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Lisa Litchfield Zani, Inpatient Service Line Administrator at Jordan Hospital, Plymouth Jordan Hospital in Plymouth, Mass., has undertaken an innovative strategy to deal with patient falls, which is a common problem that occurs just about everywhere that care is provided -- from hospitals to homes.
 
People who are ill, recovering from surgery, on new medications - to name just a few of numerous reasons - often fall down, causing serious injury. It's a phenomenon that has caused all hospitals to devote special attention to reducing falls.

 

Lisa Litchfield Zani, Inpatient
Service Line Administrator at
Jordan Hospital, Plymouth

 

PatientCareLink posts falls data for each hospital in the state. By using measures approved by the National Quality Forum (NQF), patients and their families can see how well a hospital is performing in reducing falls. The NQF "nursing-sensitive measures" provide a framework to measure the quality of nursing care and assess the extent to which nurses in hospitals contribute to patient safety and a professional work environment. They also help hospitals identify where they may be able to improve their care.
 
Lisa Litchfield Zani, RN, BSN is the inpatient service line administrator at Jordan Hospital. She served on the Massachusetts Organization of Nurse Executives' Management of Practice Committee, studying hospitals across the state and nation to see how they've combated falls.
 
What she found is that there's a pattern of uniformity to why people fall and a variety of strategies to prevent them.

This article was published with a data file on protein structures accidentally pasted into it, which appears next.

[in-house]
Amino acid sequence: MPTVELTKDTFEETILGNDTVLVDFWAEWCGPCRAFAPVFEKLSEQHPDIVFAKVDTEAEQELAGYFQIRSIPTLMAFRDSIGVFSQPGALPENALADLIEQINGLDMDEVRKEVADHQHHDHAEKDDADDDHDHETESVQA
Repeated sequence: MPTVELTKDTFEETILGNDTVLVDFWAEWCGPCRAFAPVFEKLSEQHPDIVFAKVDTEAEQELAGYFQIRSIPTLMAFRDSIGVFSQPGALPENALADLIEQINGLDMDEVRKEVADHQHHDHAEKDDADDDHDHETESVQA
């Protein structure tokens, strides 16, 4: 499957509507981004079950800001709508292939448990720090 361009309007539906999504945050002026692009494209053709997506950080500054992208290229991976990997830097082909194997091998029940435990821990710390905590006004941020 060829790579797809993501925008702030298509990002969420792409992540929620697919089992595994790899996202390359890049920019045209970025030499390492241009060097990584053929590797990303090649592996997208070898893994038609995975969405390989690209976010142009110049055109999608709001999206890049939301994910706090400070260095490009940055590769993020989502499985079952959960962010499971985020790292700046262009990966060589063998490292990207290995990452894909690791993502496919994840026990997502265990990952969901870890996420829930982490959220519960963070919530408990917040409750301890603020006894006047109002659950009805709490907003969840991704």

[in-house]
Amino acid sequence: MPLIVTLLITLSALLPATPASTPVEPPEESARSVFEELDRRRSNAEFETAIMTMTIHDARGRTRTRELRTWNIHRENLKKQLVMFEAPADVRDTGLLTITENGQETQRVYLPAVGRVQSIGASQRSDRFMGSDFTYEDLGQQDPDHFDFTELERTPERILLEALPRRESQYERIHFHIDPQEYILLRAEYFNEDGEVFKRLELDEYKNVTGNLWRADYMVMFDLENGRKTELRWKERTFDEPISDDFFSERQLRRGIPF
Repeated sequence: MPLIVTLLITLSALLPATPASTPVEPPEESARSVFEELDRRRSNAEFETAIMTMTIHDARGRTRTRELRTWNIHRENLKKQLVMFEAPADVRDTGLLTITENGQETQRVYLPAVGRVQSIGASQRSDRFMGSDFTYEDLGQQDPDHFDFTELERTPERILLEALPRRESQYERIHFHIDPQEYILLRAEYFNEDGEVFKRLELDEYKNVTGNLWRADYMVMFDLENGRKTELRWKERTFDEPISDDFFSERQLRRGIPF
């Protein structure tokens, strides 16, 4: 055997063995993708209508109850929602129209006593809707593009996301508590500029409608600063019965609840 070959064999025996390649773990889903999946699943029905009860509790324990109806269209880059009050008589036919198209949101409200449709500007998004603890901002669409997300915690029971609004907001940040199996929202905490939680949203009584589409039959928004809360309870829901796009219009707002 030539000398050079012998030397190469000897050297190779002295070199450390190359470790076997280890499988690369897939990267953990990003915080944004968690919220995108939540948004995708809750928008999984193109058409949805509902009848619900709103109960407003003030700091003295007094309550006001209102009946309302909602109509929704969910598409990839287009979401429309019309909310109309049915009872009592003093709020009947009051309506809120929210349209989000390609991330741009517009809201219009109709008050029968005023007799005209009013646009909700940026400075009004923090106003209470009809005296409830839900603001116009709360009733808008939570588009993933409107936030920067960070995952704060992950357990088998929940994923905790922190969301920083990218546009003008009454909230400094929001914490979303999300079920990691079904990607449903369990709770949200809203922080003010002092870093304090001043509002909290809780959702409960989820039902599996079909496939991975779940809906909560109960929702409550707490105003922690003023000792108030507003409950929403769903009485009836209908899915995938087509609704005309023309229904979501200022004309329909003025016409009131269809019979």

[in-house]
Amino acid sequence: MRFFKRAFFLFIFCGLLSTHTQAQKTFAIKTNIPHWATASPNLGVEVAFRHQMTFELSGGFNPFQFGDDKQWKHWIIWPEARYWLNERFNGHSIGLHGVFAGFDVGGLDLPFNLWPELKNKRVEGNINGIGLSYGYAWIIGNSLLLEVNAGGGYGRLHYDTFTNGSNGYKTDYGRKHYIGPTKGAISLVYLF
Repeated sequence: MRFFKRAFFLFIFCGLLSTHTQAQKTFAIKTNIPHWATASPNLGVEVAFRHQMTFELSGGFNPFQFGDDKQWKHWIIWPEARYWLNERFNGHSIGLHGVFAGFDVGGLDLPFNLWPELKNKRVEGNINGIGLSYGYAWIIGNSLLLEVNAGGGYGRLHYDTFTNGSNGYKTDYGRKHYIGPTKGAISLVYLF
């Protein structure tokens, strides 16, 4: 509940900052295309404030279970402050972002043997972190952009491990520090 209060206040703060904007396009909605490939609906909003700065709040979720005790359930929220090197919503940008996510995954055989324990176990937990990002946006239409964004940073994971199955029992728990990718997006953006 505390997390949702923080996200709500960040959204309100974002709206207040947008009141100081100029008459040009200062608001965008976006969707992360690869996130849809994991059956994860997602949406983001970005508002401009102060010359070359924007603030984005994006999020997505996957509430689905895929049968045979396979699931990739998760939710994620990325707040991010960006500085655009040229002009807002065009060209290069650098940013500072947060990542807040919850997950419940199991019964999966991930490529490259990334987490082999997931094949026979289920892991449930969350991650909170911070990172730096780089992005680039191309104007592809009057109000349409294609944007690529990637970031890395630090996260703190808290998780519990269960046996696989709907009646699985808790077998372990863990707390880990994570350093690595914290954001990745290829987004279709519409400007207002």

For instance, women generally fall backwards and are often at risk for hip fractures. Men fall forward and have a higher incidence of head injuries.  She says the literature shows that "anyone taking more than three medications - no matter what they are - puts them in jeopardy of falling," adding, "Our culture is very accepting of medications and I think we're heading towards a greater incidence of falls."
 
The elderly patient presents special concerns for a variety of reasons. They may have muscle or skeletal issues that make them unstable. Or any form of dementia may result in elderly hospital patients forgetting that they just had surgery and may have trouble getting up from a bed or chair.
 
"Sometimes it's not that they are forgetful but that they remember how they get around at home, relying on certain pieces of furniture for stability," Litchfield Zani says. "But in a new setting in a hospital, those familiar touchstones are no longer there and they're at risk of falling."
 
Once an elderly person falls, it has serious consequences, she says. Following a tumble a senior citizen may have a fear of falling again; that fear leads to immobility, and the immobility leads to a deterioration of muscle strength. These deteriorations lead to an even more degraded state and the increased chance of another fall.